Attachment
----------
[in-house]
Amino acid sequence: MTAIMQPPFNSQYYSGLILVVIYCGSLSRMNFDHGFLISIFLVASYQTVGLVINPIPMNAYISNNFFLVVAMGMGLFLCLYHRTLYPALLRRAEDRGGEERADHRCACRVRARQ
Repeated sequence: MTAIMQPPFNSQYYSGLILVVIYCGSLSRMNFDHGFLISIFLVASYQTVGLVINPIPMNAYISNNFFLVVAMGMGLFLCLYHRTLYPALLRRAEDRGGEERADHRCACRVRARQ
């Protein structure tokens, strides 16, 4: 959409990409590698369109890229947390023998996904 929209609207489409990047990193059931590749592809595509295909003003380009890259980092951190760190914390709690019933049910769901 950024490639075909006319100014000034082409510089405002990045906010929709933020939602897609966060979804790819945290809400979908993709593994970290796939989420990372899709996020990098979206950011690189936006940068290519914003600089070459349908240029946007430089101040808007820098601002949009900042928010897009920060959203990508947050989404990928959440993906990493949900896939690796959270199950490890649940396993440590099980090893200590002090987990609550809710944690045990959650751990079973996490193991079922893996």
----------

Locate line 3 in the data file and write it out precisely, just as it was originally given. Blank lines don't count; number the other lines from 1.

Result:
Repeated sequence: MTAIMQPPFNSQYYSGLILVVIYCGSLSRMNFDHGFLISIFLVASYQTVGLVINPIPMNAYISNNFFLVVAMGMGLFLCLYHRTLYPALLRRAEDRGGEERADHRCACRVRARQ